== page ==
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Table and silverware

The housewife under fifty much likes the similarly-named ménagère (canteen of cutlery). But table- and silverware auctions feature fine antique cutlery sets in silver or vermeil, containing table forks and knives, coffee and dessert spoons, sugar tongs and pie servers, meticulously presented in a fine box.traditional silverware with shell or filet patterns and remarkable pieces by silversmiths in the rocaille (odiot) or art deco styles (puiforcat, christofle, etc.) Feature in these online auctions, with dinner services in porcelain (sèvres, meissen, limoges) or earthenware (moustiers, gien, nevers), which include dinner, soup and dessert plates, tureens and sauce boats.
Not to mention "top-glass" sets of glasses and carafes in baccarat, saint-louis and daum crystal, which rival with ornamental pieces for presenting and serving sweet substances: ewers, sweet jars, sugar dredgers, jam pot, and the like.
Did you know ?
One ornamental piece that still exists today is the champagne bucket: an item that regularly appears in drouot auctions.

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Large Meissen porcelain sauceboat from the 18th century, later decoration Blue mark with two crossed swords Of contoured oval form, resting on four bracket feet, the spouts with women's heads, the rim molded in wickerwork, with polychrome and gold decoration of coats of arms and flowers of the Indies, one spout with restorations and minor missing parts. A second similar porcelain model in the Meissen style is included. L._x001e_: 25.5 cm. Notes_x001e_: The coat of arms is that of Count Alexander Joseph von Sulkowski (1695-1762) and his wife Baroness Maria Franziska von Stein zu Jettingen (1712-1741). Alexandre came from a Polish noble family. He entered the Court of Augustus III, son of Augustus the Strong, as a page in 1711, was ennobled a Polish count in 1732, then became Minister of State on Augustus III's accession to the throne. He married for the first time in 1728 to Baroness Maria Franziska von Stein zu Jettingen, with whom he had seven children. It is their respective coats of arms that appear on this coin and the original service that was produced, comprising some 600 pieces. This was the first important service produced for someone other than the Elector by the Meissen manufactory, even before the famous "_x001e_service aux cygnes_x001e_". It was produced between 1735 and 1738, the date of the minister's disgrace. For a very important study of this service, see the article by Julius Lessing, in Kunstgewerbeblatt, 'Das Porzellangescgirr Sulkowski', 1888, vol.4, pp.43-48.

Estim. 1,000 - 1,500 EUR

[NAPOLEON III] - Manufacture Impériale de Sèvres, 1856 White porcelain covered VERSEUSE and PAIRE DE RAVIER oblongs with two handles, with gold filets, with the figure of Napoleon III under imperial crown for the verseuse, marked with the stamp in green dated 1848 and the gilding stamp in red dated 1856. Height: 22 cm ADDED: Porcelain SOUPIERE (without lid), marked with the green stamp of Sèvres 1852 and the signature of the gilder Lerosey, rue de la Paix 11. Width 35 cm Provenance: Antonia BANUELOS-THORNDIKE (Rome 1855 - Bournemouth 1921) Last intimate memories Buried in the darkness of a remote villa in Saint-Jean-de-Luz, these last memories of the Marquise d'Alcedo transport us to the height of the Belle Époque and plunge us into the heart of Europe's great aristocratic families. Antonia Bañuelos-Thorndike was born in Rome, at the Vatican, where her father, Count Miguel de los Santos Bañuelos y Traval, held a diplomatic post for Spain. He married Maria Adelina Thorndike, whom he had met while working in New York. Young Antonia spent her childhood in Spain. In 1891, she married Fernando Quiñones de Léon y Francisco-Martin (1858-1937), Marquis of Alcedo, son of the Marquis of San Carlos. Her husband's title was created by Infanta Isabel of Spain especially for him. Antonia Banuelos, Marquise d'Alcedo entered even further into the circle of European aristocracy, through the Quiñones branch, Grands of Spain. The Marquis d'Alcedo, born in France, was also a diplomat, politician, writer and bibliophile. From 1896, she settled in Biarritz, where she spent almost 25 years. They had two daughters, Antonia and Isabel, who are often depicted in her later works. She died in England, but her funeral in Biarritz was attended by her great friend Queen Nathalie of Serbia (1859-1941). She is buried in the family vault in Biarritz's Sabaou cemetery, for which she created a large marble sculpture of an angel. In Paris, Antonia Bañuelos studied under Charles Chaplin (1825-1891), an official artist of the Second Empire, and produced mainly genre scenes and portraits. She exhibited regularly in Europe from the late 1870s onwards, winning a bronze medal in 1889 at the Exposition Universelle in Paris (lot 177). She is probably one of the most important Spanish women artists of the late 19th century. The furniture, objects and paintings we have the honor of presenting bear witness to this prestigious lineage, where the arms of the Quiñones de Leon family rub shoulders with the diplomatic functions for which grand receptions were organized. But Antonia Bañuelos-Thorndike's works also illustrate the intimacy of the family and the sensitivity of a woman well-versed in the manners of Belle Époque high society. This collection has been preserved to this day in the descendants of Antonia Bañuelos. The latter succeeded in passing on her artistic fibre to Juan Luis Cousino, her grandson, and the larger aristocratic line has been maintained, notably with Micaela Cousino Quinones de Léon, wife of Henri Comte de Paris, who died in 2022 and 2019 respectively.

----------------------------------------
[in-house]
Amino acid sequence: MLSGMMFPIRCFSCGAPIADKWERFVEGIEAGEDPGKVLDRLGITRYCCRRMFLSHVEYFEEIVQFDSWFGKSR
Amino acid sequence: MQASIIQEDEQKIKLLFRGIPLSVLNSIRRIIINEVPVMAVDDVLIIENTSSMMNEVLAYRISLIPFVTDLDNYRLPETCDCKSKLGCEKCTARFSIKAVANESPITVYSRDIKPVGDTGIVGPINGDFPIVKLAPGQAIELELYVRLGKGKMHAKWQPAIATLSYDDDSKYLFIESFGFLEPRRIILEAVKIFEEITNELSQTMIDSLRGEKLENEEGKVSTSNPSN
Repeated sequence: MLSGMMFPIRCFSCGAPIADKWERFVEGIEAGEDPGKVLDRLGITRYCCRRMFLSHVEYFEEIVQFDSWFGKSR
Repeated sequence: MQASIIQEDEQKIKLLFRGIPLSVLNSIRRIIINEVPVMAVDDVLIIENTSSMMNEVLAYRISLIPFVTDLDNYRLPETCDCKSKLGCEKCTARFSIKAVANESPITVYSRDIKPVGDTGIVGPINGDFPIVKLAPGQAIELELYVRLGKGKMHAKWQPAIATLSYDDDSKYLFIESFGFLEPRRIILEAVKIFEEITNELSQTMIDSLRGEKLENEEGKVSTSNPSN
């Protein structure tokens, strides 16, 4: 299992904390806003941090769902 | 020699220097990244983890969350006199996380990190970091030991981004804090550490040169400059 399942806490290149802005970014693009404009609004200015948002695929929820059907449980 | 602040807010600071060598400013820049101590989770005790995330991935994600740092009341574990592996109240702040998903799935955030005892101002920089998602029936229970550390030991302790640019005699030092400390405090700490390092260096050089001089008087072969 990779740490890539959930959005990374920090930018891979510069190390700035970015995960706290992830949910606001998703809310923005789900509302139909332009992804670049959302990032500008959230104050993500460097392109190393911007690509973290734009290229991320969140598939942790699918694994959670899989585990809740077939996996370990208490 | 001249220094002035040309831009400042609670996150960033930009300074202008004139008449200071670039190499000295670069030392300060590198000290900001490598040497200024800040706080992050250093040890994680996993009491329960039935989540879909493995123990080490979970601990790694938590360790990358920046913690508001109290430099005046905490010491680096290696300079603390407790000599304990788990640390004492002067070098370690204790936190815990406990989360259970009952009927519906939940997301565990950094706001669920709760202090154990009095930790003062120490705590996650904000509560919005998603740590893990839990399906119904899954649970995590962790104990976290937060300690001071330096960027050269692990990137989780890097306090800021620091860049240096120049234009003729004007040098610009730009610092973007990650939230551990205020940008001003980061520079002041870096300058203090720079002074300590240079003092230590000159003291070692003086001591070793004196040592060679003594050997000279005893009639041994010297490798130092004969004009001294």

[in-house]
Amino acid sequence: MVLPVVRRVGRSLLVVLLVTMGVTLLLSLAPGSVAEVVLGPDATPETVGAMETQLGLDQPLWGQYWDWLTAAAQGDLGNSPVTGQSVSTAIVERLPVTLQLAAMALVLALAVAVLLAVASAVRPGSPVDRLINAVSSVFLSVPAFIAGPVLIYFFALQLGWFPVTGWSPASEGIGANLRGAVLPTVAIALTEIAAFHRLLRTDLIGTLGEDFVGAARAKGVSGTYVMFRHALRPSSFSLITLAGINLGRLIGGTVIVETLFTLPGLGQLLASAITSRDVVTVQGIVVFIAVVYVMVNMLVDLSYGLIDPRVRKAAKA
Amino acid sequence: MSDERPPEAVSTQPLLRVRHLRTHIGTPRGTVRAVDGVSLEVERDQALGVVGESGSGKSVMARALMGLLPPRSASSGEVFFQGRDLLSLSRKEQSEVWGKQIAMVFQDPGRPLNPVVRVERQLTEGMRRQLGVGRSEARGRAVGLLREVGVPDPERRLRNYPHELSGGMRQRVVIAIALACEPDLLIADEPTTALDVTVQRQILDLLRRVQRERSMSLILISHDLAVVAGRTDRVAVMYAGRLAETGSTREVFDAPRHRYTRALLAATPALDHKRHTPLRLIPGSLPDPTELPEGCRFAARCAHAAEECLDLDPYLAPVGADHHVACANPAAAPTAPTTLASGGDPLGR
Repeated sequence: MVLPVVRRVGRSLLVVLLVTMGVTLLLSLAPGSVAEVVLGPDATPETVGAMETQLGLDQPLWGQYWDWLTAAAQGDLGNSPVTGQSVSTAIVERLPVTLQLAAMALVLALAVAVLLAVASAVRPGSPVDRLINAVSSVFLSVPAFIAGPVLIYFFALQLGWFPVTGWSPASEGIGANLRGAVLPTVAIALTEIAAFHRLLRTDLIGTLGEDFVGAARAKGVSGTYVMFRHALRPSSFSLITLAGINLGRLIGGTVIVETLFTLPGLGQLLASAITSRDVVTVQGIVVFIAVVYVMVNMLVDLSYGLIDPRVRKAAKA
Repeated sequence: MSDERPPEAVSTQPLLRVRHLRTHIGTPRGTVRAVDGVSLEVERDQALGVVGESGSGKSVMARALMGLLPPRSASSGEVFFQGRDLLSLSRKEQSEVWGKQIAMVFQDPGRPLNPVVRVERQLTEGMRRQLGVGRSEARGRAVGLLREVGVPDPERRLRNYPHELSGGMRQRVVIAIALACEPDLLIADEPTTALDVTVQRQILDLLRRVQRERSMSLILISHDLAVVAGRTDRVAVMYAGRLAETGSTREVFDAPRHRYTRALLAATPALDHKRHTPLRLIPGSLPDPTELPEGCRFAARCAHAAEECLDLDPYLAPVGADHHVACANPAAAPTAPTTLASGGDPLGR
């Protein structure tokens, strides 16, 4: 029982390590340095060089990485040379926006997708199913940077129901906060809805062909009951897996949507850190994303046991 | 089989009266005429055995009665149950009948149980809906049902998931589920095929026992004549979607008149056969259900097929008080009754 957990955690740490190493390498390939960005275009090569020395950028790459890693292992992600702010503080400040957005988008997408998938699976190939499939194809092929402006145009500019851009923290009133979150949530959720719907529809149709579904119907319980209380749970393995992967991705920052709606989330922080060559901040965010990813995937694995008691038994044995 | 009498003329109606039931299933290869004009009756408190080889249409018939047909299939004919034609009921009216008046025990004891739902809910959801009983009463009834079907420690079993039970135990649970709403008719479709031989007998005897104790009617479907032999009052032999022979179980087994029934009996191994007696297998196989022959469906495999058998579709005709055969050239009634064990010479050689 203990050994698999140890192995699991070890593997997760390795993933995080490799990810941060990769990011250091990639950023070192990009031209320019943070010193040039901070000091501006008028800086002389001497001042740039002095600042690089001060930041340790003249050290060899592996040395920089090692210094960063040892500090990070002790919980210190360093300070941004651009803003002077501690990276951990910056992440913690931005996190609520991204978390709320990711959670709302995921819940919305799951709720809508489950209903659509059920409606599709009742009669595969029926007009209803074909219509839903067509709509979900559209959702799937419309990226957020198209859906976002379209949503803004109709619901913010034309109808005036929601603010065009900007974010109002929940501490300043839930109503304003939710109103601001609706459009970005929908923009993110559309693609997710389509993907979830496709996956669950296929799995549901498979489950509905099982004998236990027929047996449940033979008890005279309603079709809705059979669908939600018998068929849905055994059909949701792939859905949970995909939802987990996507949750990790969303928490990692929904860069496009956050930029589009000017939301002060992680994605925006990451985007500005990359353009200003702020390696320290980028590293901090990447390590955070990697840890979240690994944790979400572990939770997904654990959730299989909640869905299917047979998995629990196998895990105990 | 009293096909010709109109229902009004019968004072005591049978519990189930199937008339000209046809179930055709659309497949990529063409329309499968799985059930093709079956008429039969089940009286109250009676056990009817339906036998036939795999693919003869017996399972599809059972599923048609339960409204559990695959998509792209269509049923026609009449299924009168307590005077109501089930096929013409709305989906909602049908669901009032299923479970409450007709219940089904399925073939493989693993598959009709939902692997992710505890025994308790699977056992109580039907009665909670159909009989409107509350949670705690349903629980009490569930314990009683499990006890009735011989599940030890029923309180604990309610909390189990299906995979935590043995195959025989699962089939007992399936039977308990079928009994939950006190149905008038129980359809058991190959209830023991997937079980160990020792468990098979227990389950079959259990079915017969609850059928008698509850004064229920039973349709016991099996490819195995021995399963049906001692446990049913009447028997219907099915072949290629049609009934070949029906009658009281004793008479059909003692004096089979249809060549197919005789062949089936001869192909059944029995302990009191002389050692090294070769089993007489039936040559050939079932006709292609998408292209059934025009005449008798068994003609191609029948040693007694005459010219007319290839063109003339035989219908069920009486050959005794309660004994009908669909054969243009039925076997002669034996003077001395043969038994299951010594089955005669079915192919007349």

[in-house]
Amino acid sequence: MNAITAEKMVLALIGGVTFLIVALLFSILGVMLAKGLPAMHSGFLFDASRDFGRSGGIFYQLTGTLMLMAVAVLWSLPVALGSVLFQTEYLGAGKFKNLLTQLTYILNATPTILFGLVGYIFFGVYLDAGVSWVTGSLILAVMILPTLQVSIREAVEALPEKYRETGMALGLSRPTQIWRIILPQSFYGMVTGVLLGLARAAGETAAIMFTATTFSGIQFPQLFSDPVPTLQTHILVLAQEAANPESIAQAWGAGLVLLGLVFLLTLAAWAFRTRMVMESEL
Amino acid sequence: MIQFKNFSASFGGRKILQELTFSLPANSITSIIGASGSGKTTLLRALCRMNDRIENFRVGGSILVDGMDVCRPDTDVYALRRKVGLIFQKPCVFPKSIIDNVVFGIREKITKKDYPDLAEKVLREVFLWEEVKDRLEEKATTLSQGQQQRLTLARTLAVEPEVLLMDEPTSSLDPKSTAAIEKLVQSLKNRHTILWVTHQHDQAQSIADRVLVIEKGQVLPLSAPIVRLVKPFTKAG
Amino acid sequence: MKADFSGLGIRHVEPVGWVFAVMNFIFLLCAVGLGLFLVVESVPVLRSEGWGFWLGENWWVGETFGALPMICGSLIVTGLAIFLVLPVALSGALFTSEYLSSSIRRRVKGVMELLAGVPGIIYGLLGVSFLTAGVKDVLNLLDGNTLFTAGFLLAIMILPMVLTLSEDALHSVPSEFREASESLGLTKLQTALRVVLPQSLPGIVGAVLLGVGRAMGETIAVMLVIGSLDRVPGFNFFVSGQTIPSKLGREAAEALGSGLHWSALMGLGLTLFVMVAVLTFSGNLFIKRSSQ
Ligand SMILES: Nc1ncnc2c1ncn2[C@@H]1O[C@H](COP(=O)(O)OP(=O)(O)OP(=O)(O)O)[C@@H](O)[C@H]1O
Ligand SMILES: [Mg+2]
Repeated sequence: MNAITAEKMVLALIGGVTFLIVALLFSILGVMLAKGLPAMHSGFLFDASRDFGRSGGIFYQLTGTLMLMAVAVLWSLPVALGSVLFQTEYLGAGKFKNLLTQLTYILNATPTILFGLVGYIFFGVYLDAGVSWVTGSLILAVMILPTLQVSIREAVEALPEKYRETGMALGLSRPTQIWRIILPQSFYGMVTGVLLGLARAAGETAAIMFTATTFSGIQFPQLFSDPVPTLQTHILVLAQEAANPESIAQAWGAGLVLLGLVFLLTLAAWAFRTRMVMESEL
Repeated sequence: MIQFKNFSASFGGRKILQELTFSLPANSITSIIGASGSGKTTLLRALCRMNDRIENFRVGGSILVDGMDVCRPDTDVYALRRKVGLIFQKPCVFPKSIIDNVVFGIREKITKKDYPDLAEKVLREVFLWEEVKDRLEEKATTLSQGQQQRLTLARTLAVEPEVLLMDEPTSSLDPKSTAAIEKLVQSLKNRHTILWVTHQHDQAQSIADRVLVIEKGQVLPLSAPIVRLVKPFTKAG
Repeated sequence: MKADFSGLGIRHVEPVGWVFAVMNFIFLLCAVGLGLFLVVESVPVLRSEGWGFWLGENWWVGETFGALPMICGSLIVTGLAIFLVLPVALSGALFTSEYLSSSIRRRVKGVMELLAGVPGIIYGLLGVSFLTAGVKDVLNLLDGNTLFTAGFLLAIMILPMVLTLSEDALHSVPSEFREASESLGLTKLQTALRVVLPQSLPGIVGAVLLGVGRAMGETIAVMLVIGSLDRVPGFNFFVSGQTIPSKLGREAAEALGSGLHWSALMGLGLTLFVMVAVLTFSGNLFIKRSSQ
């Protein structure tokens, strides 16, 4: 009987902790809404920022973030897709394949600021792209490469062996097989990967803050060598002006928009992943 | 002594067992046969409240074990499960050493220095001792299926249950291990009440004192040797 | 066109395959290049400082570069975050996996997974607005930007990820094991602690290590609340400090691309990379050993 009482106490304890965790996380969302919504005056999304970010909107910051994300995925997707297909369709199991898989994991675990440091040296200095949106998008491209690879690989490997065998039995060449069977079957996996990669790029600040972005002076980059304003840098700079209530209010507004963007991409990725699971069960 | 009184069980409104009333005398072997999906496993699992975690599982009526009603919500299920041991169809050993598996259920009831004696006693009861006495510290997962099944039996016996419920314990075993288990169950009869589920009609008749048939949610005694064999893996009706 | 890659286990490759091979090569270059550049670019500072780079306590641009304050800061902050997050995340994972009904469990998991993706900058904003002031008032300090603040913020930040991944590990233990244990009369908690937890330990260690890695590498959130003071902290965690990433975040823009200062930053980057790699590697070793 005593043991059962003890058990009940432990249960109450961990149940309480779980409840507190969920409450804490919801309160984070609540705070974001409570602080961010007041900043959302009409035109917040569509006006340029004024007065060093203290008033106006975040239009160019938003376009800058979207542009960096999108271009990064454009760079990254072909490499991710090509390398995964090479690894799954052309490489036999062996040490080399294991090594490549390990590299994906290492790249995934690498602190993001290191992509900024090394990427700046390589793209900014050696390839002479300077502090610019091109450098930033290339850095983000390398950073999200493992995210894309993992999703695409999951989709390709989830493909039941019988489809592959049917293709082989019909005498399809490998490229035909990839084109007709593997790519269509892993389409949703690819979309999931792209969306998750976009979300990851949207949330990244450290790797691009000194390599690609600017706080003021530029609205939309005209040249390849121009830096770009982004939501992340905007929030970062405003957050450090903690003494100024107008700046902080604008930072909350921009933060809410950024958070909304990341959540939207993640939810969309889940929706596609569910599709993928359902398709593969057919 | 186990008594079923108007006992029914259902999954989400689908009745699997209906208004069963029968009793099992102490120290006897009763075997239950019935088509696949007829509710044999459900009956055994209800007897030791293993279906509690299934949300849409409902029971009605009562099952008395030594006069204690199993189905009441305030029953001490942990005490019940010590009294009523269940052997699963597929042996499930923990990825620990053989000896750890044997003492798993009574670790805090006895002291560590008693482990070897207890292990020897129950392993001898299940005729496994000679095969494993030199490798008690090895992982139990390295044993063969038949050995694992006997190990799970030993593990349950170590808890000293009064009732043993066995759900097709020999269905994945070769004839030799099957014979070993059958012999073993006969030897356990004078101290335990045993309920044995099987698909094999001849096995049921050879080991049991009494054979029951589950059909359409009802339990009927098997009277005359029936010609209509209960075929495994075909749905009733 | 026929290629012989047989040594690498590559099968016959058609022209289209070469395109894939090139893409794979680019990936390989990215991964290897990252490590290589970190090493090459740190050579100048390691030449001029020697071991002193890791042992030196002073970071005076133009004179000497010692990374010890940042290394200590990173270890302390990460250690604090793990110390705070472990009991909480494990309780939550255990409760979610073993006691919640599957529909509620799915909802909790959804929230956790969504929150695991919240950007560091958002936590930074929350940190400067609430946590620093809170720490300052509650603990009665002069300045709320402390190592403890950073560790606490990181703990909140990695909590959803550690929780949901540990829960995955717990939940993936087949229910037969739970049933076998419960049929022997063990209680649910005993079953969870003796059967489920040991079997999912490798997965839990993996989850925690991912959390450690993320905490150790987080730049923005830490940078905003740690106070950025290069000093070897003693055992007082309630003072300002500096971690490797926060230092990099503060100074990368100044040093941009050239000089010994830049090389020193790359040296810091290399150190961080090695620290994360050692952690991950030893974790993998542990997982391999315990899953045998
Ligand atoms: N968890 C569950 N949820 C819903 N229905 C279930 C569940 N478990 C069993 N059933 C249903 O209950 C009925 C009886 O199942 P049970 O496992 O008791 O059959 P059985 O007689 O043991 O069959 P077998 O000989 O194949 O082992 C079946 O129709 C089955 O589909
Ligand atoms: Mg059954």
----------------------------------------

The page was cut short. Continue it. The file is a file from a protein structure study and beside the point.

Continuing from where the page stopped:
Estim. 200 - 300 EUR